For many people, acquiring a rental property is the first major investment they make that they also must actively manage. Many property owners don’t move past a couple of properties, while others soon expand to dozens. Each person has their own goal, and rental property management or investing is not for everyone. I tried my hand at it and realized I much prefer to focus on my accounting business than on being a landlord. For those who prefer rental properties as a way to build their wealth, here are some tips for managing your accounting.
Having a single rental property means you can handle most of your accounting at year-end when you prepare taxes. But as your portfolio of rental properties expands, there will be increasingly complex tax issues to consider, as well as more hands-on accounting for each property. While it may seem easier to lump all rental costs into one bank account, this will undoubtedly create headaches down the line.
Besides regular business expenses, tax implications and accounting for rental properties span multiple years. From the time you buy the property to the time you sell it, you need to take full advantage of the tax code to reduce taxes. To accomplish this, you must have records of all money spent on the rental property.
Although accounting for rental properties does not need to be complicated, taxation often is. But that’s what professional tax preparers are for. Follow these steps to keep track of each property, and your tax preparer will thank you.
• Keep a separate account for deposits. Use a separate bank account to collect rent payments. You don’t want all your tenants knowing your bank account number. A separate account will also let you easily track who has paid and who has not. As a general rule, you shouldn’t accept cash; if someone wants to pay in cash, have them purchase a money order instead. Cash is hard to track and easy to lose.
• Open separate expense accounts for each property. Independently track expenses for each rental property so you can properly disclose them on the tax return. The ideal way is to have a separate bank account for each rental. If that’s too complicated to manage, group some properties into the same account. Just remember that at the end of the year, you’ll still need to separate all the expenses by property.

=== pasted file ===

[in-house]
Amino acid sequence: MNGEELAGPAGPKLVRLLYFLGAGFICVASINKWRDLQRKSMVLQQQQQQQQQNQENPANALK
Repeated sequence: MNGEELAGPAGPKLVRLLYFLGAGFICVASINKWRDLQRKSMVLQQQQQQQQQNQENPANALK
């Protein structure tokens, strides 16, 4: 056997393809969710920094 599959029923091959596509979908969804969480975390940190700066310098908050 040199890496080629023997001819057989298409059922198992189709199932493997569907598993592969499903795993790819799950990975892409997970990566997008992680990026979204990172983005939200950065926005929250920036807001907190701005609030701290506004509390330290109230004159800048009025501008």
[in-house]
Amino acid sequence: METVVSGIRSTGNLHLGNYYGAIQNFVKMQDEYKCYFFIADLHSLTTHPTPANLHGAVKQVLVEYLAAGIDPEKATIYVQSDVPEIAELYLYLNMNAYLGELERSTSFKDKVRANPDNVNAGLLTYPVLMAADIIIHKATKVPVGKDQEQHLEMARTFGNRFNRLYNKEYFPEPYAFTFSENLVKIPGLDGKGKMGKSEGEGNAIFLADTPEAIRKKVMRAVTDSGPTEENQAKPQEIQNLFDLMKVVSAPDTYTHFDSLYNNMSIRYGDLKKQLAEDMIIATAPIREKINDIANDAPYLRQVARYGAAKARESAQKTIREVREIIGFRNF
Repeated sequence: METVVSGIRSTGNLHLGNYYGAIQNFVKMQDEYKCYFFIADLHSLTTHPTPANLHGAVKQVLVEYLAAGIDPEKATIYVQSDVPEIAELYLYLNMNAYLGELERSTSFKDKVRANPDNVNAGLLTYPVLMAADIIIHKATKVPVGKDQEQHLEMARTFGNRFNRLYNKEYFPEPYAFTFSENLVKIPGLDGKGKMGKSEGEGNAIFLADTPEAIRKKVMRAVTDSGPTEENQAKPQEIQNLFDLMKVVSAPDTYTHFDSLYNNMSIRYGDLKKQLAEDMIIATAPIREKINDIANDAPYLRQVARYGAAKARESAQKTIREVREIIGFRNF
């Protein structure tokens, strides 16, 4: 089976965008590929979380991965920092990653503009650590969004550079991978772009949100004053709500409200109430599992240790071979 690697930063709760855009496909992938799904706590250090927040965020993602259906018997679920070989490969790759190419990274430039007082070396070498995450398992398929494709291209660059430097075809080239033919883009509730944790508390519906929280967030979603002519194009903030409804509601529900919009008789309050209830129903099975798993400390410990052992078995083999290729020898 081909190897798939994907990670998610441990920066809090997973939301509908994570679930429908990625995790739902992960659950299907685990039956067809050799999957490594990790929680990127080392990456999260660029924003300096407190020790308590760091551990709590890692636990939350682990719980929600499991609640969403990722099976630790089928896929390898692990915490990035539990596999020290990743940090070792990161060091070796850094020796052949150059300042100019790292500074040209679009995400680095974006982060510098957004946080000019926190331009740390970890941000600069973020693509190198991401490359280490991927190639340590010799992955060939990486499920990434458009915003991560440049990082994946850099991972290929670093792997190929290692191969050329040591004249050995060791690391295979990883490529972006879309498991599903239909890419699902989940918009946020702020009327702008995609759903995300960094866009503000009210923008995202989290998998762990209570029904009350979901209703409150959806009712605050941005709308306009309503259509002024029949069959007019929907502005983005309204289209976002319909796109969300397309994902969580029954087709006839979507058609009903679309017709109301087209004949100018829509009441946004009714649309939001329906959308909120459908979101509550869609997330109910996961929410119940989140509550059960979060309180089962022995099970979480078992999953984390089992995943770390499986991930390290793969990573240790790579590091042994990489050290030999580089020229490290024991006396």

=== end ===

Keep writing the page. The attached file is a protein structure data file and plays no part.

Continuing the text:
• Track improvements separately from repairs. Know what is a repair and what is a capital improvement. This is very important because repairs are deductible when you pay for them, but improvements have to be depreciated over time. There are many ways to differentiate between the two: Typically, repairs won’t improve the value of your property or its useful life, but rather just bring it back to being useful. Capital improvements, on the other hand, will increase the property value or prolong its useful life.
• Don’t track depreciation. Although depreciation can be easy to calculate, don’t try to do so on your own; let your tax preparer calculate it. This is not a cash expense, so it won’t affect your bank account. The current tax code makes it simple, but if you have an older property or have made capital improvements, there may be other implications to consider. Sit this one out and allow your hired tax professional to handle it for you.
• Simplify your accounting. Have a system for tracking income and expenses for each property. Don’t overcomplicate it: Pen and paper can be just as effective as a spreadsheet or cloud-based accounting system. You are not tracking many transactions, so use whichever method you feel comfortable with. The key point is to ensure you are tracking monthly, so don’t wait until year-end.
As you grow your rental income, you’ll undoubtedly have to expand your accounting system and keep good records. Accounting for your rental properties does not have to be a headache during tax season. Follow the instructions above to ensure you don’t miss any deductions and have robust records when you inevitably sell the property. The main point is to keep records and to keep them organized.